Spotlight on Middle Grade Authors: Reina Luz Alegre

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By Cindy L. Rodriguez

This is an occasional series about middle grade Latinx authors. We decided to shine a spotlight on middle grade writers and their novels because, often, they are “stuck in the middle”–sandwiched between and overlooked for picture books and young adult novels. The middle grades are a crucial time in child development socially, emotionally, and academically. The books that speak to these young readers tend to have lots of heart and great voices that capture all that is awkward and brilliant about that time.

Today, we highlight Reina Luz Alegre.

Reina Luz Alegre lives in the Miami area with her family. She’s dreamed of becoming an author since the second grade, and grew up to work on various other professional dreams—including as a freelance journalist and lawyer—before debuting her first novel, The Dream Weaver. When she’s not writing, Reina loves to read, sing, and salivate over baking shows.

The Dream Weaver just released last week, on June 23, 2020!

 

Dream Weaver Final CoverHere is the publisher’s description:

Zoey comes from a family of dreamers. From start-up companies to selling motorcycles, her dad is constantly chasing jobs that never seem to work out. As for Zoey, she’s willing to go along with whatever grand plans her dad dreams up—even if it means never staying in one place long enough to make real friends. Her family being together is all that matters to her.

So Zoey’s world is turned upside down when Dad announces that he’s heading to a new job in New York City without her. Instead, Zoey and her older brother, José, will stay with their Poppy at the Jersey Shore. At first, Zoey feels as lost and alone as she did after her mami died. But soon she’s distracted by an even bigger problem: the bowling alley that Poppy has owned for decades is in danger of closing!

After befriending a group of kids practicing for a summer bowling tournament, Zoey hatches a grand plan of her own to save the bowling alley. It seems like she’s found the perfect way to weave everyone’s dreams together…until unexpected events turn Zoey’s plan into one giant nightmare. Now, with her new friends counting on her and her family’s happiness hanging in the balance, Zoey will have to decide what her dream is—and how hard she’s willing to fight for it.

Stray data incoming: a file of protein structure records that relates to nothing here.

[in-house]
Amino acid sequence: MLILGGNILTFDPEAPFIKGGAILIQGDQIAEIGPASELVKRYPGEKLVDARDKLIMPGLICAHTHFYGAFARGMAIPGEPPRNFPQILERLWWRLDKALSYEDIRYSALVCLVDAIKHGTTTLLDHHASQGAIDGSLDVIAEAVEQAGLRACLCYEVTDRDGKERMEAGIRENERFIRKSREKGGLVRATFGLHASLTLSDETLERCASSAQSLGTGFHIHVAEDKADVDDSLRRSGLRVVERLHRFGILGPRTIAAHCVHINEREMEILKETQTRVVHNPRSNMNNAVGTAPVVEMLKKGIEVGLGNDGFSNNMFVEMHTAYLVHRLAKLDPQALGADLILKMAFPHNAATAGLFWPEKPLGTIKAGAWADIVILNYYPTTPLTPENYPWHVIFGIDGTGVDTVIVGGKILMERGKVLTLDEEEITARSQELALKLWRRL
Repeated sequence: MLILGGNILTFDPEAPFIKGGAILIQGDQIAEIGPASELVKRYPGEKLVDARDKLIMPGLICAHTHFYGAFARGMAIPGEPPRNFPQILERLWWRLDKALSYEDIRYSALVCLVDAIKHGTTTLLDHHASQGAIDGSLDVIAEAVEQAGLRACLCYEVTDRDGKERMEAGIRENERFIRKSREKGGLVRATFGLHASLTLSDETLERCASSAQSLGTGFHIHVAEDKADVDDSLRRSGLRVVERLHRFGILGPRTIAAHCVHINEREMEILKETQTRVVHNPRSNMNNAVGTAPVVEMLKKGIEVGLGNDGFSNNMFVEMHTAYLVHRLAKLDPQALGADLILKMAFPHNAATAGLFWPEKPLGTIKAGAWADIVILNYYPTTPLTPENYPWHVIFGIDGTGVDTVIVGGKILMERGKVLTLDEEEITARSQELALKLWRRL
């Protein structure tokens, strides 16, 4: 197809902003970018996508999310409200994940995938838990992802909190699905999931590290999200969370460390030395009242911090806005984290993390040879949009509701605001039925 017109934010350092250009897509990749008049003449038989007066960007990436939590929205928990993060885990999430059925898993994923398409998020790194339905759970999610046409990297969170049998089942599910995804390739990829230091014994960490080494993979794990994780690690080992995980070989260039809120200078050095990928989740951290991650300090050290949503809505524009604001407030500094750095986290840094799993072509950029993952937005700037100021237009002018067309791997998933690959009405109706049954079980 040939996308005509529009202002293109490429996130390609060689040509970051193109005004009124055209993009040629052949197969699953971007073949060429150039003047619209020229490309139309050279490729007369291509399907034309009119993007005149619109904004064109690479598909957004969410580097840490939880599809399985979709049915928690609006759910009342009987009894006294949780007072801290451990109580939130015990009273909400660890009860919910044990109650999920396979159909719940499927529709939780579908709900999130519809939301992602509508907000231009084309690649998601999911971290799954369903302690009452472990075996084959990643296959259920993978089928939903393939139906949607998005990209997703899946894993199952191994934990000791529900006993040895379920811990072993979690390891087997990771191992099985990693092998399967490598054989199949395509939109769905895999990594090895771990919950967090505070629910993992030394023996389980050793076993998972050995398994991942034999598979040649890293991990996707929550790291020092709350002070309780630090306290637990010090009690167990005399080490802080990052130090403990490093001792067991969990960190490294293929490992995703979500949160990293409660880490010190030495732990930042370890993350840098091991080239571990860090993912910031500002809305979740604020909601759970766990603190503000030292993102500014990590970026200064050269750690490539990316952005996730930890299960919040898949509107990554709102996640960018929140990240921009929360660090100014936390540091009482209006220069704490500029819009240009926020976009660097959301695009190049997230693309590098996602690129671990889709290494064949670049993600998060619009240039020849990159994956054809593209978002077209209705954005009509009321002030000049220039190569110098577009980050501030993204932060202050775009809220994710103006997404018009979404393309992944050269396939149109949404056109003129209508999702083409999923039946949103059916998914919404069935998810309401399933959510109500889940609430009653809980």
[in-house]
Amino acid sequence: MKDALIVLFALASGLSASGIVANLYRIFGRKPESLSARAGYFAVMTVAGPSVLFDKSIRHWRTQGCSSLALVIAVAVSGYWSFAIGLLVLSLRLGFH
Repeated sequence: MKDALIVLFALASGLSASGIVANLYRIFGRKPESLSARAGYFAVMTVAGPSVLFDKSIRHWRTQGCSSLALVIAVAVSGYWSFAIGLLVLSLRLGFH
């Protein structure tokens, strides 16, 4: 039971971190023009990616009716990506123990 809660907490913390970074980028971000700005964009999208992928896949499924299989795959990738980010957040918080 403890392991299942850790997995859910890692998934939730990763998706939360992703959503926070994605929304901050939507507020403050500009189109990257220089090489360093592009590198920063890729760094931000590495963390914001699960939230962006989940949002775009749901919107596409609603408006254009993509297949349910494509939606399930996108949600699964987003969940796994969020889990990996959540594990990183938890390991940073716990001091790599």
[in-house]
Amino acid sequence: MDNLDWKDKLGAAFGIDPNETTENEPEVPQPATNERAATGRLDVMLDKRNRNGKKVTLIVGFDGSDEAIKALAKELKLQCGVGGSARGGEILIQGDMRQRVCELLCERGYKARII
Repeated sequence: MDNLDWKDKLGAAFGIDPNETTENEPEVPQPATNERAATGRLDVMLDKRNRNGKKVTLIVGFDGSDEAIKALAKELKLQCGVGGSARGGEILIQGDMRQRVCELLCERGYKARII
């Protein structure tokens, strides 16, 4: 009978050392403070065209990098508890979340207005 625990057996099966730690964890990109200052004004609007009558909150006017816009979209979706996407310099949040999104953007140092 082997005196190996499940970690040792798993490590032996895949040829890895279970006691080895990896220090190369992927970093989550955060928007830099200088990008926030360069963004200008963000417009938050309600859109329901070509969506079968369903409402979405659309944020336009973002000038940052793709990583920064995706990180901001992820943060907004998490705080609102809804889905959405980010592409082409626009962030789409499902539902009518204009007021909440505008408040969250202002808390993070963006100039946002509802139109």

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Reina Luz Alegre

Current Author Photo Reina Luz AlegreQ. Who or what inspired you to become a writer?

I’ve wanted to become a writer since second grade. I remember we’d be assigned to make up a story, and it felt like the classroom around me just disappeared. I’d become totally absorbed by the page in front of me, on which I wrote whatever scenes started streaming through my head like a TV show. And I’ve just never stopped wanting to escape into writing a story.

Q: Why do you choose to write middle grade novels?

I really love the sweet hopefulness in middle grade. I’m a huge fan of happy (or at least not unhappy) endings.

Q: What are some of your favorite middle grade novels?

I have so many favorites! IVY ABERDEEN’S LETTER TO THE WORLD by Ashley Herring Blake, FROM THE DESK OF ZOE WASHINGTON by Janae Marks, LOVE SUGAR MAGIC: A MIXTURE OF MISCHIEF by Anna Meriano, just to name a few, plus I’m so excited to read my fellow Musas’ books on LasMusasBooks.com.

Q: If you could give your middle-grade self some advice, what would it be?

I think I’d do almost everything differently if I could go back to middle school! First, I’d tell myself to relax because I took everything—and especially myself—way, waaay too seriously. I’d tell myself to have a bit more fun and not worry so much about what other people thought. I sometimes counted myself out before anyone else could. I more or less assumed popular kids could never become close friends because they were too cool.  I was just so extremely self-conscious and insecure about all the social stuff.

Q: Please finish this sentence: Middle grade novels are important because…

Middle grade novels are important because they help middle grade readers feel less alone as they navigate all those big changes and feelings that are part of adolescence. I also think middle grade novels are awesome for teens and adults because (at least all the ones I’ve read so far) always leave you feeling fairly uplifted and hopeful.

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photo by Saryna A. JonesCindy L. Rodriguez was a newspaper reporter for The Hartford Courant and researcher at The Boston Globe before becoming a public school teacher. She is now a reading specialist at a Connecticut middle school. Cindy is a U.S.-born Latina of Puerto Rican and Brazilian descent. She has degrees from UConn and CCSU. Her debut contemporary YA novel is When Reason Breaks (Bloomsbury 2015). She also has an essay in Life Inside My Mind (Simon Pulse 2018) and wrote the text for Volleyball Ace, a Jake Maddox book (Capstone 2020). She can be found on FacebookTwitter, and Goodreads.

Book Review: Sal & Gabi Break the Universe by Carlos Hernandez

         

(Left: The paperback cover of Sal & Gabi Break the Universe with the 2020 Pura Belpré Award sticker. Right: The sequel, Sal & Gabi Fix the Universe, released May 5, 2020.)

Review by Toni Margarita Plummer

DESCRIPTION OF THE BOOK: Best-selling author Rick Riordan presents a brilliant sci-fi romp with Cuban influence that poses this question: What would you do if you had the power to reach through time and space and retrieve anything you want, including your mother, who is no longer living (in this universe, anyway)?

How did a raw chicken get inside Yasmany’s locker?